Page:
Notice of Claim
When firefighter Jennifer Costa went on disability while alleging sexual harassment at the Schenectady Fire Department, she cut the number of working female firefighters in half.
There are only two women in the department, Mayor Gary McCarthy said.
Now local officials are taking a closer look at that — and at whether more women could have prevented the sorts of incidents Costa alleged happened while she was alone in a fire station with several men for 24-hour shifts.
Councilman Vince Riggi said he’d want two women stationed together in such situations.
“Just to protect everyone,” he said. “If I was a male [firefighter], I’d want to make sure there was another female present.”
Given Costa’s allegations, which include an accusation of another firefighter letting a man into the station who made sexual advances toward her, Riggi and others said it might not be easy recruiting more women.
“After this, they may have a hard time finding more,” Riggi said.
He’s eager to find out the facts when the city investigates the matter.
Mayor Gary McCarthy said the city would investigate the allegations at once.
“We’re taking it very seriously,” he said. “It’s unfortunate.”
But he dismissed the idea that more women would offer protection.
“The things that are alleged should not happen, no matter who’s around,” he said.
Councilwoman Leesa Perazzo said Costa might have been able to get her accusations heard earlier, after the first alleged incident, if the Affirmative Action Advisory Board had existed.
She likened Costa’s alleged difficulty getting Fire Department leaders to take her seriously to the difficulty women have had in reporting sexual assault in the military.
“Sometimes it’s good to have decisions made a step away from those involved,” Perazzo said. “Something happens and you say, ‘Well, but for this reason or that reason … ’ Wait. Let’s dial it back to the rules.”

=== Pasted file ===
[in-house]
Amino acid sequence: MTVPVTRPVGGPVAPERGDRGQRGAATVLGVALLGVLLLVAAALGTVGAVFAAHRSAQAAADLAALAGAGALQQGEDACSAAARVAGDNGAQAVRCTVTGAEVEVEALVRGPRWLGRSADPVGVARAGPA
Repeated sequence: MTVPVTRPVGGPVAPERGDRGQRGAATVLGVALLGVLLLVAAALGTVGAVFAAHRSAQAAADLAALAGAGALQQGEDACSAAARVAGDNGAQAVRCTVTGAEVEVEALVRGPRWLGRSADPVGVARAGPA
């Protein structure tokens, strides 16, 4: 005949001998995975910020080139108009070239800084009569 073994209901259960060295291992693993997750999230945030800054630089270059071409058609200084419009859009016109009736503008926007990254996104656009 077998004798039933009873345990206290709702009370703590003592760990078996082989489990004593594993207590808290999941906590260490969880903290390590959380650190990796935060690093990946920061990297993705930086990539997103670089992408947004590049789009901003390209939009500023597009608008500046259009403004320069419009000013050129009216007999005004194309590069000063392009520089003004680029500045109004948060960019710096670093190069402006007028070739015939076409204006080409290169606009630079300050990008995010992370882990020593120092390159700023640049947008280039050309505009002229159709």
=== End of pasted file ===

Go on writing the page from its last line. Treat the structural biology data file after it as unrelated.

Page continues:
She said the board could do that, calling it a “neutral ear.”
The board has the authority to look into matters involving personnel and make recommendations for changes in policies and procedures.
McCarthy is also hoping the board can improve things in the future.
He said the board could help add to the female ranks in the department by doing recruitment.
“You have to do specific recruitment,” he said.
He plans to appoint members to the long-defunct board this month.
While some firefighters said they didn’t think there was much value in specifically recruiting women, McCarthy said it could add to the department.
“It strengthens the ability of the organization to deliver the services,” he said, adding that people from different viewpoints could help develop better policies and procedures.
“They help reflect things that maybe I haven’t thought of,” he said. “Some of it’s by gender, some of it’s by age — we all get in our little niche.”
But getting more women into firefighting might not be easy.
It’s considered a “nontraditional” career for women, because it is mostly performed by men.
YWCA CEO Rowie Taylor said society still doesn’t encourage women to take nontraditional jobs.
“We didn’t say, ‘Hey, would you like to be a firefighter?’ We said, ‘Would you like to be a nurse? A teacher?’ ” she said.
Now those nontraditional jobs are “fantastic opportunities for women,” she said.
“We have choices in what we want to do for our careers,” she said. “They haven’t had choices in the past.”
Union College associate professor Andrea Foroughi said the issue goes deeper than just not encouraging women to consider jobs like firefighting.
“They’re male bastions,” she said, saying the 24-hour shifts in small firehouses often create a frat-like feel, which could be off-putting to women.
“They form a strong group mentality. You’re working long shifts,” she said. “If you get enough of a core group of women, it becomes a tipping point. The work environment changes. But you have to have enough women there.”